Last week, in a blurb about the Traffic Justice Summit, I said that the law was easier on homicides committed with a car than on other methods. According to correspondent Scott T., that’s not the case:
The threshold for being convicted of a crime by killing someone with a car is lower than the threshold for killing someone without a car.
If you kill someone with a car, you can be convicted of vehicular homicide if you’re intoxicated, reckless, or driving “with disregard for the safety of others.” 46.61.520(1). Assuming you’re not intoxicated, “disregard for the safety of others” is the lowest threshold for negligence homicide…
Vehicular Homicide is a Class A felony, and Second Degree Manslaughter is a Class B felony, a less serious crime.
Full text of Scott’s email is below, but the blog “Communications from Elsewhere” has an even more in depth analysis, albeit one that doesn’t come to any firm conclusions. There’s some doubt that “disregard” is in practice the lowest threshold, but also:
But it seems to me that the people who are arguing against a new law on the grounds that we have existing laws which cover this situation may have a point… Under my plain reading of the RCW, hitting someone with a car counts as assaulting them with a deadly weapon…
Well, there’s a problem. The jury instructions define assault as requiring intent. So here is a place we could focus efforts to change how the law is interpreted… If we can change the jury instruction so that “assault with a deadly weapon” doesn’t necessarily require intent, then it seems like anyone who hits someone else with their car, under any circumstances, could be charged with assault in the second degree. This is obviously overkill, but we rely on prosecutorial discretion to mitigate overly broad laws in other cases. Why not rely on it here, too?
City Attorney Tom Carr did not return a request for comment, but Cascade Bicycle Club Advocacy Director David Hiller (who makes no claims to be a lawyer) says:
The analysis you forwarded does raise questions for me.One is, if the current laws are applicable – why aren’t the counties prosecuting? Of the 500 we track annually, there are an average of 260 cases each year where the crash is solely the responsibility of a motorist committing and infraction, and the outcome is death or disability for a bicyclist or pedestrian. Absent alcohol, none of these have merited charges under the existing laws. FWIW, Satterberg’s office is telling us the burden is too difficult to meet and it requires knowing the driver’s intent. It’s possible that every single county prosecutor in Washington is weak kneed and that the author of the email you sent is correct… but I can’t find any evidence to support that theory.
Perhaps the problem here is the practical difficulty of proving such “disregard?”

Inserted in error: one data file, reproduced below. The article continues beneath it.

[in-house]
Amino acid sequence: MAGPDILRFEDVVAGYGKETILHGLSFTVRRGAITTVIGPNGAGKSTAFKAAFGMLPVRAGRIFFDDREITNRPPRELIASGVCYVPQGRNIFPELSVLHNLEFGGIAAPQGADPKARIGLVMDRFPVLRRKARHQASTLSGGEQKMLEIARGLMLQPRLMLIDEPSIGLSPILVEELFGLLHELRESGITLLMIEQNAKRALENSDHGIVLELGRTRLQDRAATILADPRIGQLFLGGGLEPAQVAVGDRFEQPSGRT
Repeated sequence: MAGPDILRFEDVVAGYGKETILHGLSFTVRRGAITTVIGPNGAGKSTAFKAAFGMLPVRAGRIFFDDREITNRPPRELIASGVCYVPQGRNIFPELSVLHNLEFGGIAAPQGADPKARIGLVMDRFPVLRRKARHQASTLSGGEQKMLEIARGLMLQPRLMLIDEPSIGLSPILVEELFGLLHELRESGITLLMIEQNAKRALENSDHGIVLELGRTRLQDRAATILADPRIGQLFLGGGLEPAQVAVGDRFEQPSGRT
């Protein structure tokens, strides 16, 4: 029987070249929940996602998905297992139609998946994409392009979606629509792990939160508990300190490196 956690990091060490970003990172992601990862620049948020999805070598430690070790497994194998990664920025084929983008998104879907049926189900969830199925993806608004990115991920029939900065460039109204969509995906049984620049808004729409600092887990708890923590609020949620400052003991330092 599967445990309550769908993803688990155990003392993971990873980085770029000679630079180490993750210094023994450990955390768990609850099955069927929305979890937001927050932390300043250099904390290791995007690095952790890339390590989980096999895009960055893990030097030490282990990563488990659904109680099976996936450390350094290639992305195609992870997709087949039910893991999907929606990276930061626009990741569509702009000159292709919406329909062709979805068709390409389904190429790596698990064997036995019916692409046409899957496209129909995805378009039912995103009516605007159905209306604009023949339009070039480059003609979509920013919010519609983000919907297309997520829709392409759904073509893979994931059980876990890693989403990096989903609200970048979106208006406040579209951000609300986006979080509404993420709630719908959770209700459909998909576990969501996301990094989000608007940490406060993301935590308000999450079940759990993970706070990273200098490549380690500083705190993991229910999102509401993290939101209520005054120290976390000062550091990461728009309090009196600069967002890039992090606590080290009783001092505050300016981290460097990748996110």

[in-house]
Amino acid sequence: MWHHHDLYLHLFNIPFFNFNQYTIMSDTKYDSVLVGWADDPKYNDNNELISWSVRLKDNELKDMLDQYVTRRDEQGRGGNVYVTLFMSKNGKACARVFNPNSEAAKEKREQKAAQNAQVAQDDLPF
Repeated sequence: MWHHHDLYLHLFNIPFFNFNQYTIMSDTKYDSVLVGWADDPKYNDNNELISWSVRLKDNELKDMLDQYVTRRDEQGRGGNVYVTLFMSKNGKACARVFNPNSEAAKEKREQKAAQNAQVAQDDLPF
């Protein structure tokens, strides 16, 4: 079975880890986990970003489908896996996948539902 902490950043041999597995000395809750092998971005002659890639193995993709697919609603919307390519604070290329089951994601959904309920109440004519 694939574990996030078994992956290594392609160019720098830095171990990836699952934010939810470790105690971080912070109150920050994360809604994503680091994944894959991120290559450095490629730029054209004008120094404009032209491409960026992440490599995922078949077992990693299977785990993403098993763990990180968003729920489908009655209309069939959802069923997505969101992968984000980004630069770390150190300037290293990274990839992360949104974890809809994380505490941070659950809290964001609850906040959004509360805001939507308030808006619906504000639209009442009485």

Regardless of the practical problems, the throwaway comment I made in the original post obscures a lot of legal uncertainty and I regret the error. The full text of Scott T.’s email is below the jump. All the words below are his, except where he’s quoting:
I wanted to correct a misstatement in your blog post about the Traffic Justice Summit. Here’s what you said:
This evening, in the Bertha Knight Landes Room of Seattle’s City Hall, the Cascade Bicycle Club is hosting a Traffic Justice Summit to discuss potential changes to the law that currently states that negligent manslaughter homicide due to negligence is a serious crime — unless you happen to commit it with a motor vehicle.
This is not correct. The threshold for being convicted of a crime by killing someone with a car is lower than the threshold for killing someone without a car.
If you kill someone with a car, you can be convicted of vehicular homicide if you’re intoxicated, reckless, or driving “with disregard for the safety of others.” 46.61.520(1). Assuming you’re not intoxicated, “disregard for the safety of others” is the lowest threshold for negligence homicide. Here’s how it’s defined in the jury instructions:
“With disregard for the safety of others” means as follows: “Disregard for the safety of others means an aggravated kind of negligence or carelessness, falling short of recklessness but constituting a more serious dereliction than ordinary negligence. Ordinary negligence is the failure to exercise ordinary care. Ordinary negligence is the doing of some act which a reasonably careful person would not do under the same or similar circumstances or the failure to do something which a reasonably careful person would have done under the same or similar circumstances. Ordinary negligence in operating a motor vehicle does not render a person guilty of vehicular homicide.” WPIC 90.05.
If you kill someone by some means other than driving, the least-serious crime you’re likely to be charged with is Second Degree Manslaughter, which is a less serious crime than Vehicular Manslaughter: “A person is guilty of manslaughter in the second degree when, with criminal negligence, he causes the death of another person.” RCW 9A.32.070(1). Here’s how “criminal negligence” is defined in the jury instructions:
A person is criminally negligent or acts with criminal negligence when he or she fails to be aware of a substantial risk that the death of another may occur and this failure constitutes a gross deviation from the standard of care that a reasonable person would exercise in the same situation. WPIC 10.04.
In other words, (1) the “criminal negligence” you need to be convicted of a non-driving homicide is a higher, harder-to-prove standard than the “disregard for the safety of others”/”aggravated kind of negligence” you need to be convicted of a driving (and non-alcohol-related) homicide, and (2) Vehicular Homicide is a Class A felony, and Second Degree Manslaughter is a Class B felony, a less serious crime.